This is Why Survey’s Suck for Engagement

Ok, maybe that’s an aggressive title. Surveys are good tools for analyzing and dissecting your members. They offer insight on the highly engaged minority that answer the questions. But they are not a tool designed to engage your community. Surveys are good for you, not so much for the member.

Often times, PropFuel is seen as a survey platform. While I get the confusion, it’s an inaccurate description. Yes, asking questions is a key characteristic in a survey, but asking questions alone does not make a survey.

When you’re in a conversation, do you ask questions? I do. And I do it to engage the person I’m talking to… to build a stronger connection with them.

THAT is the difference. You can ask questions to gain insight. Or you can ask questions to engage. Fortunately the latter comes with the insight as well.

The key to engagement is how you digest the answer to the question. In a platform, like PropFuel, there are workflows that are designed to drive people to certain resources based on how they answer a question. So if you ask questions over the course of the year, you’re highly likely to meet the needs of your member by asking questions before you offer them a particular piece of content.

More often than not, associations send content to groups of people based on where they are in their member journey. New members get a dump truck of information backed into their inbox. Members about to renew get tons of emails reminding them to renew, which are mostly ignored. While the messages are targeted, they’re still just sending out blocks of content with no regard to that particular member’s needs. If you ask a question (not a survey) then you will know better how to serve them with content, and it’s easy to automate.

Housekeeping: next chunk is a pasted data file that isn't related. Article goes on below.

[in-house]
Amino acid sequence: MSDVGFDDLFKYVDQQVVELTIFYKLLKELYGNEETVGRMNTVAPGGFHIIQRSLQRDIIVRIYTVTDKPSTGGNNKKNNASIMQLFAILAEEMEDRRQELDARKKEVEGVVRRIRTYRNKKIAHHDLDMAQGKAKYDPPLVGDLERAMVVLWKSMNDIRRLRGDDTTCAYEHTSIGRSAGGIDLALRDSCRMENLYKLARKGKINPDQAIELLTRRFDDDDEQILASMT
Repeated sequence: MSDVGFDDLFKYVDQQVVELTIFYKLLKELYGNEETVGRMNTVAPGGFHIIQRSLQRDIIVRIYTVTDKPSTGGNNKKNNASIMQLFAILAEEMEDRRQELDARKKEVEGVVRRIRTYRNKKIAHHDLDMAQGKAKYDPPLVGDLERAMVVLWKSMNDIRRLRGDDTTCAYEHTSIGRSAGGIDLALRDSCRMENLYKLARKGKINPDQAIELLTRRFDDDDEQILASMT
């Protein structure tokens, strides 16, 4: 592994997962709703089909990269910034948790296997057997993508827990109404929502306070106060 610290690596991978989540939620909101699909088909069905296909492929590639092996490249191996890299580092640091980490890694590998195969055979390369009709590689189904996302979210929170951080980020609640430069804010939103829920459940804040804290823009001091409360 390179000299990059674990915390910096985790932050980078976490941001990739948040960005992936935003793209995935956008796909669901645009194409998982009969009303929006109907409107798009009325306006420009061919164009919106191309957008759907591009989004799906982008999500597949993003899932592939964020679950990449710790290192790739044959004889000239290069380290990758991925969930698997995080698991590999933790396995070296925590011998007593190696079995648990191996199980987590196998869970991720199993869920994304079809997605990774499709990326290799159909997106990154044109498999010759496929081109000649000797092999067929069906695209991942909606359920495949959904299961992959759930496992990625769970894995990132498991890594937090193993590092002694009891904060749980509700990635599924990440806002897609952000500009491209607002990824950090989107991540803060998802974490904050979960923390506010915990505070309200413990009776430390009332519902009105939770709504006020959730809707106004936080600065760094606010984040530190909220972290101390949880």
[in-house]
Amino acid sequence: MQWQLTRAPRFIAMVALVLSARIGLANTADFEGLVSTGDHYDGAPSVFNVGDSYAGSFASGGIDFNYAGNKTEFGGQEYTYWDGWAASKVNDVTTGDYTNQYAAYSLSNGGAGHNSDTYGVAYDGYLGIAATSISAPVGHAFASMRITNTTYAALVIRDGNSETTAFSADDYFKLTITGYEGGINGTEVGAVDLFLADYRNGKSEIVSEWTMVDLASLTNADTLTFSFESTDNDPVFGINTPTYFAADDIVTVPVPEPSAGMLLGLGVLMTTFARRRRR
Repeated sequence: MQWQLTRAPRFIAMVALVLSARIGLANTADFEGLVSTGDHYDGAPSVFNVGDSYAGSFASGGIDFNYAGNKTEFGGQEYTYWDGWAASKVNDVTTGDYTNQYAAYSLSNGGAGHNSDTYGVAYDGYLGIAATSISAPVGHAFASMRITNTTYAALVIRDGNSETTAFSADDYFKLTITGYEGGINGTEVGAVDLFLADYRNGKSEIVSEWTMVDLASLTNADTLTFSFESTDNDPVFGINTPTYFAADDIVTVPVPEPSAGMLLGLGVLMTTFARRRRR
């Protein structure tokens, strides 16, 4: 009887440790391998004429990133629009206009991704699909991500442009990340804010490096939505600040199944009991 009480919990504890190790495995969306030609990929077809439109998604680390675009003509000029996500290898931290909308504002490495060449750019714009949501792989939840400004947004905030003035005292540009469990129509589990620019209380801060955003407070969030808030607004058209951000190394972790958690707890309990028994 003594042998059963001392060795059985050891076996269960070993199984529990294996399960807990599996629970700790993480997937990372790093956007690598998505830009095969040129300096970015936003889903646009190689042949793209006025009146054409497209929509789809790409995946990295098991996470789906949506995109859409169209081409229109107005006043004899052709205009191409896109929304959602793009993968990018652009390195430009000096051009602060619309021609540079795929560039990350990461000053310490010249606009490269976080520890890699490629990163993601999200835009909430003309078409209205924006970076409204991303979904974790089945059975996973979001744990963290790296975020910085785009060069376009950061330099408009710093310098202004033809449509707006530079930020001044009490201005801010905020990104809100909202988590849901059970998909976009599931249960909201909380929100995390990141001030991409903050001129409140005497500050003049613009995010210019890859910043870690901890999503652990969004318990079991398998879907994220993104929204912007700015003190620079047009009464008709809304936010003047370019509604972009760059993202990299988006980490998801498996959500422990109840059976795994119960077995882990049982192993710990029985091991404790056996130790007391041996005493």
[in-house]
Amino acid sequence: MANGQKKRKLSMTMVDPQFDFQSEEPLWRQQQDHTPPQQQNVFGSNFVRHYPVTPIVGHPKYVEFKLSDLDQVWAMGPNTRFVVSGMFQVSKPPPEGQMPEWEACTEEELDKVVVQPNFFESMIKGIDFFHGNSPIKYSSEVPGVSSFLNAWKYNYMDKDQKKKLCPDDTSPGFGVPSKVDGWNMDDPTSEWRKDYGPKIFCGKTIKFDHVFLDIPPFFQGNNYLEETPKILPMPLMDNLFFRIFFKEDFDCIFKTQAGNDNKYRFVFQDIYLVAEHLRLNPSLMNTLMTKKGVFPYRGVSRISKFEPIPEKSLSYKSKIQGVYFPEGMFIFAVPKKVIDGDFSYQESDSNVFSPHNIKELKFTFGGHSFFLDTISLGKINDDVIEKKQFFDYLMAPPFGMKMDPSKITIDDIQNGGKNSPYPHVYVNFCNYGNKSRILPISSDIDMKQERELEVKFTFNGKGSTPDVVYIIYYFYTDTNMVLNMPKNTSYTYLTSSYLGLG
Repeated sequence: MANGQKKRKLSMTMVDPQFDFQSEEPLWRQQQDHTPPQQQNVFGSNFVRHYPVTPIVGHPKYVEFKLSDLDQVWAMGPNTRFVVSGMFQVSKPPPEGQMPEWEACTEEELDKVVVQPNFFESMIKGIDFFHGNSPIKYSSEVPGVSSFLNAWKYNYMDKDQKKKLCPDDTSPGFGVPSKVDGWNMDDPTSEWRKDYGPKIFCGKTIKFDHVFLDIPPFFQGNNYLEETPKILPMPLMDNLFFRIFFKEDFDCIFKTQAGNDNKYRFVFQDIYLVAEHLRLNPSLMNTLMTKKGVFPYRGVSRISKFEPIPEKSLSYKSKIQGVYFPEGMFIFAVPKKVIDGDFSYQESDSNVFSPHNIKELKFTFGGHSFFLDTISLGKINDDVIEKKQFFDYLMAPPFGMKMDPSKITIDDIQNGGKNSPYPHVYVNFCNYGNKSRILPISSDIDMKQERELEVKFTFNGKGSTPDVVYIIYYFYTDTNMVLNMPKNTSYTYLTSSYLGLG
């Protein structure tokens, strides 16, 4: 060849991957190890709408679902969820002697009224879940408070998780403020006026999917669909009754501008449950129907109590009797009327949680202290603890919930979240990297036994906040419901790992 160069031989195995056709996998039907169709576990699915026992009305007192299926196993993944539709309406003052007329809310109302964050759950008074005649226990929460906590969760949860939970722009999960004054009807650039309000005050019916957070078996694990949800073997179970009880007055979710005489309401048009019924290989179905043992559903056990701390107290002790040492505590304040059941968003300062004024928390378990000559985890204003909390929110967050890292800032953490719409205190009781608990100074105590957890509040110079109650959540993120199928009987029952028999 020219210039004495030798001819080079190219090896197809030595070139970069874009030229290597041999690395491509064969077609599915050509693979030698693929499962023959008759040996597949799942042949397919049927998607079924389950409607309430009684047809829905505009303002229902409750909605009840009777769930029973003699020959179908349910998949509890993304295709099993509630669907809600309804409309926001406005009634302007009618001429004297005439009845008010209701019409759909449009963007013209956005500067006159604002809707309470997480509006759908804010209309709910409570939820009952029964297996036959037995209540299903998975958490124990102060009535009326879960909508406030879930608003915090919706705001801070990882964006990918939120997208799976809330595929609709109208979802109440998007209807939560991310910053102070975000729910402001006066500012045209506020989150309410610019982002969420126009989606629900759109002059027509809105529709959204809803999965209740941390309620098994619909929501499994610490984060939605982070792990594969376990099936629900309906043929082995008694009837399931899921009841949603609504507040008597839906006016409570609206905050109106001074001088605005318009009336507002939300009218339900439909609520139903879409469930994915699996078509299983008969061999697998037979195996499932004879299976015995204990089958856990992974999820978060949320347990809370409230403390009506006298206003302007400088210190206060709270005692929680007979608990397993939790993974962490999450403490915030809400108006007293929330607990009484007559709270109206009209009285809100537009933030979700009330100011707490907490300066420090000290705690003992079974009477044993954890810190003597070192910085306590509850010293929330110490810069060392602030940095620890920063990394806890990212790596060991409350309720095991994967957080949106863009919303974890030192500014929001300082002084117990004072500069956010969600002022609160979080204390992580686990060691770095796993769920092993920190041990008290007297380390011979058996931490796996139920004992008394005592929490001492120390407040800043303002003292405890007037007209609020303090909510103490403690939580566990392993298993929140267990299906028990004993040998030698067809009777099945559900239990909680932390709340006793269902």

ASAE for example is asking new members and renewing members questions over the course of a year to get a better feel of their needs and responding to each question with resources that can help.

For instance, by asking what professional group you associate with the most, they can determine which community group discussion might be interesting to you and drive you there using automated workflows.

Or by asking what your learning goals are this year they may discover you’re interested in getting your CAE and help you along the way with guiding steps using automated workflows.

So you see, surveys are fine for studying members every few years, but if you want engaged members, keep asking the questions, but change your motivation. Ask questions to help them, not you.

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